At the village hall, the Flower, Vegetable and Handicraft Show is in full effect. The car park isn't terribly full, but I guess most of the residents of Obscure Norfolk Village are elsewhere doing less practical things. Quick, dash inside before the next torrential downpour hits. Raffle ticket, anyone?
In the main hall, a variety of produce and handicrafts have been laid out across a series of trestle tables. There are more than 80 classes altogether, ranging from the best Victoria Sponge to the longest runner bean. Anyone from the local area could have entered - the schedules have been available in the Post Office for several weeks. Jams, floral arrangements, handicrafts; each now arranged in an appropriate cluster and grouped in their proper place.
The cookery classes have attracted the greatest number of competitors. Especially popular is the class for cakes baked using the special recipe in the programme, although I suspect the judge was tiring a little by the time she'd sampled the last one. A scribbled post-it note from her accompanies every entry - "well baked", "lacks mixed spice flavour", "looks lovely but taste is rather bland". You don't get this level of feedback in the vegetable classes.
Pride of place, in the centre of the hall, has been given to the horticultural entries. One of the tomatoes is truly enormous. Somebody's red onions have scrubbed up beautifully. Not all of the sets of carrots have that cohesive perfection that competitive vegetable display requires. It's clear that some in the village have taken the growing challenge very seriously, whereas others have merely dug up a few specimens from the garden this morning and hoped for the best.
A small coloured sticker on each entry card denotes first, second or third place. In some classes there's only been one entrant so they've walked off with top prize by default. In others nobody bothered to apply at all, and the table lies bare through collective indifference. Common agreement is that judging in the art classes has been somewhat subjective, but that's art classes for you. In the Under 7s category, the winner of the "teddy bear with a parachute" category has been decided more objectively, by dropping each unfortunate beast from the top of a ladder.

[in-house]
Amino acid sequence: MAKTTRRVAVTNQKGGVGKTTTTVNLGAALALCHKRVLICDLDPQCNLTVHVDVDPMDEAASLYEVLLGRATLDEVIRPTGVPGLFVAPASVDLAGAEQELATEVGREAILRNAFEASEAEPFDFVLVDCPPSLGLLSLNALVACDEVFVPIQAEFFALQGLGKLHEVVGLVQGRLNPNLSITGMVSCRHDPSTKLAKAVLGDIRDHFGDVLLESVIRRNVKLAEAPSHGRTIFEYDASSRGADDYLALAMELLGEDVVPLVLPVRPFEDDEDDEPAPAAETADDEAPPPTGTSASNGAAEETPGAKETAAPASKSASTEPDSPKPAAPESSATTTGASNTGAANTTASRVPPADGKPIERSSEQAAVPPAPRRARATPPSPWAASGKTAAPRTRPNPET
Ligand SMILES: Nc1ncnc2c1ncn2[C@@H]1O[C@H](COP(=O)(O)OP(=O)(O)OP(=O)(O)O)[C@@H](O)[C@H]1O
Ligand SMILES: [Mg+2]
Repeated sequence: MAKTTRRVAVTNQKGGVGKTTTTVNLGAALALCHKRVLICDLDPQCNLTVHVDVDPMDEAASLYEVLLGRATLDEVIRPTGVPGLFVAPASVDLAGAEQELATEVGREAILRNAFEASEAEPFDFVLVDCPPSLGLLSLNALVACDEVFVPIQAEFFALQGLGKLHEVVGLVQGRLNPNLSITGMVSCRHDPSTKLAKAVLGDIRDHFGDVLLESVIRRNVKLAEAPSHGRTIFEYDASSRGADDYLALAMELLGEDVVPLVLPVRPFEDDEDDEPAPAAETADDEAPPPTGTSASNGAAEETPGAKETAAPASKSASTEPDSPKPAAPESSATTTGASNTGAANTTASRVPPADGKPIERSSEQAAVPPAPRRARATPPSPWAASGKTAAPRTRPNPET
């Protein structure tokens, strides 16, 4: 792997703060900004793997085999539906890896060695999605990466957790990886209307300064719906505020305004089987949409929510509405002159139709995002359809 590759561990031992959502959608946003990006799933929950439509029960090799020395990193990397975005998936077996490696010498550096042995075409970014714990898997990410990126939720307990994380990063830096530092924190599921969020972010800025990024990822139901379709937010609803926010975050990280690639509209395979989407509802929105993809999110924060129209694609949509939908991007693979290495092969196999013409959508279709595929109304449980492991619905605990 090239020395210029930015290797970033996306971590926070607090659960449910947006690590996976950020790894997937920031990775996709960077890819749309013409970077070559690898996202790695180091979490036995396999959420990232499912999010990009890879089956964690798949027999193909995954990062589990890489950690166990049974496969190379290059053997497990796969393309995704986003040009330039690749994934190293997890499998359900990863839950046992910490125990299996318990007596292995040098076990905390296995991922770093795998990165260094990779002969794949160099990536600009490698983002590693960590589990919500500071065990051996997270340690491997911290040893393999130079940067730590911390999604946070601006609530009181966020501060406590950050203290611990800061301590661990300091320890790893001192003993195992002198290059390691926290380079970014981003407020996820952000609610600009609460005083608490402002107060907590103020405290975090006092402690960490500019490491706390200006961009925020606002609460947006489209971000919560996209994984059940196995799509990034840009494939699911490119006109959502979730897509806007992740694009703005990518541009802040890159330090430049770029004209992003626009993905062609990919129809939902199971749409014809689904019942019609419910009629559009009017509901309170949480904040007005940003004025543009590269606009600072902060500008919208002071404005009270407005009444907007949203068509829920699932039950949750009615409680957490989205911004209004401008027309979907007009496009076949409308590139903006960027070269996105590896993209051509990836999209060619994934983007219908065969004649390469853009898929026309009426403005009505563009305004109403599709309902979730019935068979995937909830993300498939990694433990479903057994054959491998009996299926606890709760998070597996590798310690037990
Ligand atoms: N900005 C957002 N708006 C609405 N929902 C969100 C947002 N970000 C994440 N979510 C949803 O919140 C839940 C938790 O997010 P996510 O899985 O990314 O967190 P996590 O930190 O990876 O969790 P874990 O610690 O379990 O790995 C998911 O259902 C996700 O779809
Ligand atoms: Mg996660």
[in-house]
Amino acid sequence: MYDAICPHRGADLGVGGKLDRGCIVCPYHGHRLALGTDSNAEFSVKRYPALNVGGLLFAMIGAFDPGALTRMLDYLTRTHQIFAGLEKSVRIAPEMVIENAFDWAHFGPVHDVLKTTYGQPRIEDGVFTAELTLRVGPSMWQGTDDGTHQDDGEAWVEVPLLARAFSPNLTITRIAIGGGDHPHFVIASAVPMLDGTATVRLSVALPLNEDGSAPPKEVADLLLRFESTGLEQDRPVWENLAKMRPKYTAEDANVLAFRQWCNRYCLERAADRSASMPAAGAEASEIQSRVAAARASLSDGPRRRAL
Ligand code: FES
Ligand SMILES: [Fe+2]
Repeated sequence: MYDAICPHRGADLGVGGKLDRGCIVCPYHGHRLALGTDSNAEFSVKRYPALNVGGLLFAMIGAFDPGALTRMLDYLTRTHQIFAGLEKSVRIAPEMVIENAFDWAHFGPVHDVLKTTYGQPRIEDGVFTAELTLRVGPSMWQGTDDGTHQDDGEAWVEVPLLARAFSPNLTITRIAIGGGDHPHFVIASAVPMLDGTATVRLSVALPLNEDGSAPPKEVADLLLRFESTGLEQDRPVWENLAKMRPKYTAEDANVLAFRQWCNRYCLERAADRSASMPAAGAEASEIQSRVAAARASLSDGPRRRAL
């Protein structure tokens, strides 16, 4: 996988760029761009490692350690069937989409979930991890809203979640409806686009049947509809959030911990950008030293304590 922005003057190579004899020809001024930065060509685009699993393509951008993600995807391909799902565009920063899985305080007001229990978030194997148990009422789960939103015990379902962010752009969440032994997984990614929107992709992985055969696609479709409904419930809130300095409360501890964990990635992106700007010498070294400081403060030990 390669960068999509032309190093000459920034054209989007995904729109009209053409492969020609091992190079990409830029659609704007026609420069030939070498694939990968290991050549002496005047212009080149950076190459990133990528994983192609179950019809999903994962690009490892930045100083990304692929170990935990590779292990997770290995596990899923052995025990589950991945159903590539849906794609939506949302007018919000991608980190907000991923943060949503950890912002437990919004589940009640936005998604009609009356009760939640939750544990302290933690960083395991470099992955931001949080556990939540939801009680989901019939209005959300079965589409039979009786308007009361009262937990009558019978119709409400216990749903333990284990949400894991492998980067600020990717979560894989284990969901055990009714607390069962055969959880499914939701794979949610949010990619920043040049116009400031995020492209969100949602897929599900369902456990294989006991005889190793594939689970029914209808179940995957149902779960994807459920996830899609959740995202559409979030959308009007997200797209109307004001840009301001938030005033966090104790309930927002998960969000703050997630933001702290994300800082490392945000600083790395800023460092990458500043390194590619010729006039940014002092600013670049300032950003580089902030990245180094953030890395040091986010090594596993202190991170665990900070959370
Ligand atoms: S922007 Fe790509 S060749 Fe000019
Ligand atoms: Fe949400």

The nice ladies in the kitchen serve up tea, coffee and "sqaush" for 50p a cup, along with chunks of non-prize-winning sponge cake. Everybody's waiting patiently for the end of the afternoon, when the overall prizes are announced by totting up the points in each category. No silverware awaits, only a certificate and a £5 voucher from the local garden centre - the contest here is more for fun than for pride.
And finally the raffle is drawn. This being Norfolk it takes nearly half an hour, with a tableful of not quite special prizes waiting to be claimed. "Who's got white 476? Anybody? Well done Irene." Irene passes over the bottle of wine and the set of drinks coasters in favour of a nice pot plant. Several lesser prizes look set to be donated back to future raffles elsewhere in the village, indeed I suspect that the half-opened box of cosmetics has already been recycled several times.
After the MC wraps up the days proceedings, competitors rush off to the tables to collect their wares. Scones are returned to tupperware boxes, blackberries are scooped back into carrier bags and vases of flowers are carried carefully to the door. Within minutes it's as if a plague of locusts has descended, and soon there'll be little indication that the show ever took place. Nothing, that is, apart from the smiles on the faces of the competitors and their families. Same time next Saturday in the village down the road?